Divorces are naturally complicated. Each party involved is sure to undergo some form of financial, emotional, and legal stress during the process. However, things become much more complicated when there is a service member involved. Outside the regular issues that couples fight over during a divorce in Oklahoma, military pension or retirement is a huge part of military divorces. Almost all service members want to keep their military retirement intact but it can be very difficult to get your non-military spouse to agree to giving up their interest in your military retirement.

As a service member with 20 years of service, the military grants you eligibility for a military pension. According to federal law, this pension can be regarded as a community asset or marital property. This means that it can be subjected to asset division during a military divorce. Depending on certain factors like marriage length and when you got married; before or during service, your spouse may be entitled to as much as half of your military pension. The reality of this potential loss of a large portion of your military pension may be painful, however, there are ways to protect your military retirement in a divorce in Oklahoma. Getting the right military divorce attorney increases your chance of walking away from the marriage with a large portion of or potentially all of your military retirement.

How Military Divorce Affects Your Military Pension

The Uniform Service Former Spouses Protection Act (USFSPA) offers a guideline on how military pension or retirement should be treated in a divorce. Federal law allows state courts to treat military retirement as a community property that can be divided in a divorce. 2017 federal law changes the way military pensions are divided to allow for up to a 50-50 split of military retirement between a service member and non-service member spouse. Federal law freezes a service member’s military retirement until such a time that the divorce has been settled and finalized with a divorce decree. The following two factors play a major role in what percentage of military retirement a non-service member spouse is entitled to in divorce: the service member’s length of service and length of marriage that overlaps military service.

It is important to note the USFSPA offers no guarantee the ex-spouse will receive any portion of your military retirement. However, it states military retirements must be treated as community property for property division purposes. Getting a skilled military divorce lawyer may assist you in avoiding losing any of your military retirement or ensuring you as a non-service member spouse obtain your share of your spouse’s military retirement.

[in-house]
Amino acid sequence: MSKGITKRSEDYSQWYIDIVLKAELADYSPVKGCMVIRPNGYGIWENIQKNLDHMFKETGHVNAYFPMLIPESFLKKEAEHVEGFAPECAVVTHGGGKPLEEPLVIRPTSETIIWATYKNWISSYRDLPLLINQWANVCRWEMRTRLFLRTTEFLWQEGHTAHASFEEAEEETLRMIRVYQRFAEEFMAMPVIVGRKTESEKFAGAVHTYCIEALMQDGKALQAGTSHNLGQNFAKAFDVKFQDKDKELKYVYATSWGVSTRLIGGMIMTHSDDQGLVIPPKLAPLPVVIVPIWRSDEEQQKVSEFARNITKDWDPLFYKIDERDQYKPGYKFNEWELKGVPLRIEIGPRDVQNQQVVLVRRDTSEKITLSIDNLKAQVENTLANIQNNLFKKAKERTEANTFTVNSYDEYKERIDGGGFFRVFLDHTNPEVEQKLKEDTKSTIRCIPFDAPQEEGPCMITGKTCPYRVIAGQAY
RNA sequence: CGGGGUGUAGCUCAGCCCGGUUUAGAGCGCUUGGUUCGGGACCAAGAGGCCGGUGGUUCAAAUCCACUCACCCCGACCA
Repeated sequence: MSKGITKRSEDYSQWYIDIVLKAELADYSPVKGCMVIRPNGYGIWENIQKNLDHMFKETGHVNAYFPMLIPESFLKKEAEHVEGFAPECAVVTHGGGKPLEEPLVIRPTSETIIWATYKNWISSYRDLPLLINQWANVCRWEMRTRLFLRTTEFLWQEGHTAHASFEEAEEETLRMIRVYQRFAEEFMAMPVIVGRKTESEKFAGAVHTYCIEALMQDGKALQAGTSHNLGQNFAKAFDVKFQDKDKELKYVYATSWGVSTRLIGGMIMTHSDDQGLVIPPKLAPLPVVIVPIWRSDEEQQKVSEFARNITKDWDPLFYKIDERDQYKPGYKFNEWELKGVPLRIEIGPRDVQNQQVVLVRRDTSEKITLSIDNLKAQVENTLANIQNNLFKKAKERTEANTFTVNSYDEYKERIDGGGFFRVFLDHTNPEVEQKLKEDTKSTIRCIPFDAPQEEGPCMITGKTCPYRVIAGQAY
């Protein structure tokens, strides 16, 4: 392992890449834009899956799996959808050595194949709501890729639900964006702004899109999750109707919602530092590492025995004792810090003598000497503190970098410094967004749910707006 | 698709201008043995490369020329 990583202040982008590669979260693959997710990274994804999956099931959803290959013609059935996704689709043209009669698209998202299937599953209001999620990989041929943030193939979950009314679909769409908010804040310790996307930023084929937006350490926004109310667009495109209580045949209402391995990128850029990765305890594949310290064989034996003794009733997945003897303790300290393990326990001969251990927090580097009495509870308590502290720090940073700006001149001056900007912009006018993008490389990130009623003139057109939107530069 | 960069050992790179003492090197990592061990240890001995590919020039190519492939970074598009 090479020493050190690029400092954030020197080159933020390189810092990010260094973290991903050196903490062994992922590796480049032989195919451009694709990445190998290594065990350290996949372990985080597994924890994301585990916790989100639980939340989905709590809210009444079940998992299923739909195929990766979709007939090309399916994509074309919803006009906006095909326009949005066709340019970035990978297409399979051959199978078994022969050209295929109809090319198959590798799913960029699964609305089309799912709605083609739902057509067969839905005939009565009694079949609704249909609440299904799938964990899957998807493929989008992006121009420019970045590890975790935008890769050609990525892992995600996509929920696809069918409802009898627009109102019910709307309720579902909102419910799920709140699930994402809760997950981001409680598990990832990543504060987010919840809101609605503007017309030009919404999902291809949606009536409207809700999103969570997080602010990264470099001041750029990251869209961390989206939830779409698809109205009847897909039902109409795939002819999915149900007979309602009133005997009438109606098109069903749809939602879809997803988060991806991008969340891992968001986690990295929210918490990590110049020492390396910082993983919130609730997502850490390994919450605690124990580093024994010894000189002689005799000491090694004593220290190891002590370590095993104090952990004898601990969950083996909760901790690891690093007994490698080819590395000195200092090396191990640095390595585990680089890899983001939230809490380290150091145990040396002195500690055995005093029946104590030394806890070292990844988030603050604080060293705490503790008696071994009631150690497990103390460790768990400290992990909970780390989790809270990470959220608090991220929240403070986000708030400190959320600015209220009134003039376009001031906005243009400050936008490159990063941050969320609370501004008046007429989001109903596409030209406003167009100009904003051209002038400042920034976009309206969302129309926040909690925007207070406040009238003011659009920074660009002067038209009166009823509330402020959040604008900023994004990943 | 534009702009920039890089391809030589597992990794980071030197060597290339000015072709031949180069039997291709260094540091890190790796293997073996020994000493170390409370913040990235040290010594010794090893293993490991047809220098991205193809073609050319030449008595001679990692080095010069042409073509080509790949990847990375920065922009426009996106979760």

Also, note there is no time requirement for your spouse to be entitled to a spousal share of your military retirement. Marriages that are less than a year old can also qualify the spouse for a share of your pension. Fortunately, military pensions / military retirements are negotiable assets, like any marital asset in a divorce. You may choose to offer your residence or a piece of property up in exchange for your spouse’s marital share of your pension. Additionally, you could offer an immediate payoff to your spouse through a current asset and protect more of or all of your military retirement that isn’t paid until you apply for retirement.

What is the 10/10 Rule?

Many people believe you must have been married to a service member for no less than 10 active service years before qualifying for a portion of their military retirement. False! The 10/10 rule does not prescribe eligibility or how much you can get. Instead, it states the source of the military spouse’s payment. If you’ve been married for no less than 10 years of your military partner’s active service years, you get paid directly through Defense Finance and Accounting Services (DFAS). The payment begins immediately after the court orders are sent. In the absence of this, you get paid directly by your ex.

Contact – Cannon & Associates: Your Oklahoma Military Divorce Attorneys

Protecting your retirement in a military divorce is essential. Cannon & Associates can help with this by negotiating on your behalf while protecting your rights and interests. Founder John Cannon is a Judge Advocate and the firm has substantial experience service military members and their spouses in military divorces in Oklahoma. Contact Cannon & Associates by completing the CONTACT FORM ON THIS PAGE NOW or CALL at 405-657-2323 for a free confidential case evaluation.